Athletic Energy Deficit (AED) is a gap in energy. AED results when sustained activity (energy output) is not balanced with a proportional increase in nutrition (energy input). AED often develops when there is pressure to change eating habits, particularly in some sports where a low body weight is encouraged.
As athletes pursue excellence, they are rewarded for their discipline and focus. Sometimes — at a cost. When an athlete is under-fueled for their activity level, they can come up short on bone development and athletic performance.
The years around puberty are a time of rapid bone formation. Children build 60% to 80% of their bone mass by age 18. Whenever pre-teen and teenage girls do not eat enough to meet their energy needs they face “energy deficit.” If nutrition is insufficient, the body may try to conserve energy by shutting down systems that are important to bone growth and reproductive development.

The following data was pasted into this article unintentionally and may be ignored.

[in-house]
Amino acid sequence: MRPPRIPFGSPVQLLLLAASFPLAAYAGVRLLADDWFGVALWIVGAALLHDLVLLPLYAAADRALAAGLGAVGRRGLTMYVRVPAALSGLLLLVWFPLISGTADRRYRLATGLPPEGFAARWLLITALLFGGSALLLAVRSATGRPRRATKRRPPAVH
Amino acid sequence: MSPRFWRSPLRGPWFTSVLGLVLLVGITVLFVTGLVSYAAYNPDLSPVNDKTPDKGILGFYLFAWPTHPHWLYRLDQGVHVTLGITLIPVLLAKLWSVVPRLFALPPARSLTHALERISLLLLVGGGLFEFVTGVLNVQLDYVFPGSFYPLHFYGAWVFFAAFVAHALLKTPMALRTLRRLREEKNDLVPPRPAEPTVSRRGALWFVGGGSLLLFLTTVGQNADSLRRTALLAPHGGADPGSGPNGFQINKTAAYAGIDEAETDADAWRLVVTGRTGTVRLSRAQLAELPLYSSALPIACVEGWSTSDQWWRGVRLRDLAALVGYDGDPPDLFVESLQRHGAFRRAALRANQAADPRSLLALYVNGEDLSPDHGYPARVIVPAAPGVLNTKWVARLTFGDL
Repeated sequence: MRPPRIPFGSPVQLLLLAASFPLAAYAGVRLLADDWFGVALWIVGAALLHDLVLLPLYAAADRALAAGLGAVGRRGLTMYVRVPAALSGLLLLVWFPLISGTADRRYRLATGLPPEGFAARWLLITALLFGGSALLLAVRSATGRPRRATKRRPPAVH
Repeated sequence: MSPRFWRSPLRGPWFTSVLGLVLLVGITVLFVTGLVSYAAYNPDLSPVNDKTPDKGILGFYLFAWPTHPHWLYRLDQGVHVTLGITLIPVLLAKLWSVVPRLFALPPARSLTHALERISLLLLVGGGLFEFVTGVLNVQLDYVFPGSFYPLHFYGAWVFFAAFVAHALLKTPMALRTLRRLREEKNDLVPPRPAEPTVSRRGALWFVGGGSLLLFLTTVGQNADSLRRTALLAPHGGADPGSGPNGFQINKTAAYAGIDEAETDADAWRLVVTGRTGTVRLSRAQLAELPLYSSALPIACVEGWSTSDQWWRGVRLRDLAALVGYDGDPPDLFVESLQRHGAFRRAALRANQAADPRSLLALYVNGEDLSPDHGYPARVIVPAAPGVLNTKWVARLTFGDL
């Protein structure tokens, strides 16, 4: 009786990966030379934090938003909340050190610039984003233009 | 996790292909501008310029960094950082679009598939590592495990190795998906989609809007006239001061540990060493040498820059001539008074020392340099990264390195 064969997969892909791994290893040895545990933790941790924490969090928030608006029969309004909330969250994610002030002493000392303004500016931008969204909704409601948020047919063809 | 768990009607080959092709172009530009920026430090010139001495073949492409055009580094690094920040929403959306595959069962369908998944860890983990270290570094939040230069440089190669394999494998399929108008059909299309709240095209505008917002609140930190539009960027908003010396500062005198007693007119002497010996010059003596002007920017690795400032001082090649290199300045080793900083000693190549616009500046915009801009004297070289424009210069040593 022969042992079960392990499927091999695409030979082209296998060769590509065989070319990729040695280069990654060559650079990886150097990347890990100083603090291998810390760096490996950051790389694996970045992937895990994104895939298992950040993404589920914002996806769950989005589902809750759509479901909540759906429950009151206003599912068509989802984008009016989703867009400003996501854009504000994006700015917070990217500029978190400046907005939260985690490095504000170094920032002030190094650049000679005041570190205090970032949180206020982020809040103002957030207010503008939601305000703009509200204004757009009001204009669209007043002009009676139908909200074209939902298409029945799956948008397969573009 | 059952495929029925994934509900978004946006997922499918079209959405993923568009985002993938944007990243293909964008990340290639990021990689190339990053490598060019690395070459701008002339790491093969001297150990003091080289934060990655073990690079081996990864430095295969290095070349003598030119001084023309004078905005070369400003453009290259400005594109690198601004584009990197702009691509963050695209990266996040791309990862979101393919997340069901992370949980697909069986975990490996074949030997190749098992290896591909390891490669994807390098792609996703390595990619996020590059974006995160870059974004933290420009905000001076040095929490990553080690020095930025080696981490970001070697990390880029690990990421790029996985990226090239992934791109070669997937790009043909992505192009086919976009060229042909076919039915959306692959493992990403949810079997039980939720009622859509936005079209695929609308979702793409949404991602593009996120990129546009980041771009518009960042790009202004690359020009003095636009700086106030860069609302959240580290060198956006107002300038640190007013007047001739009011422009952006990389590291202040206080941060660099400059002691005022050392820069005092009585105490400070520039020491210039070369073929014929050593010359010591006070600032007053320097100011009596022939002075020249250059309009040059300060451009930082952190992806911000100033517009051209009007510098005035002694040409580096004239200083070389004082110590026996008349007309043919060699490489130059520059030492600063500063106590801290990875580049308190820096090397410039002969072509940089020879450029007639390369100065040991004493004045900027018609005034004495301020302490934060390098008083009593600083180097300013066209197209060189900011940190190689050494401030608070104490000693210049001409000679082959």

What is the link between AED and menstrual cycles?
With insufficient energy, estrogen levels may be too low to produce a normal menstrual cycle. Delayed menstruation, irregular cycles or missing cycles are signs that there is a hormone imbalance associated with slower bone formation in girls.
If AED is severe, low estrogen levels also block functions necessary for proper bone growth. In addition, a diet without adequate calcium and vitamin D contributes to poor bone formation. Should the AED continue unchecked, poor bone growth may result in stress fractures and early osteoporosis, a disease where bones become fragile and are more likely to break.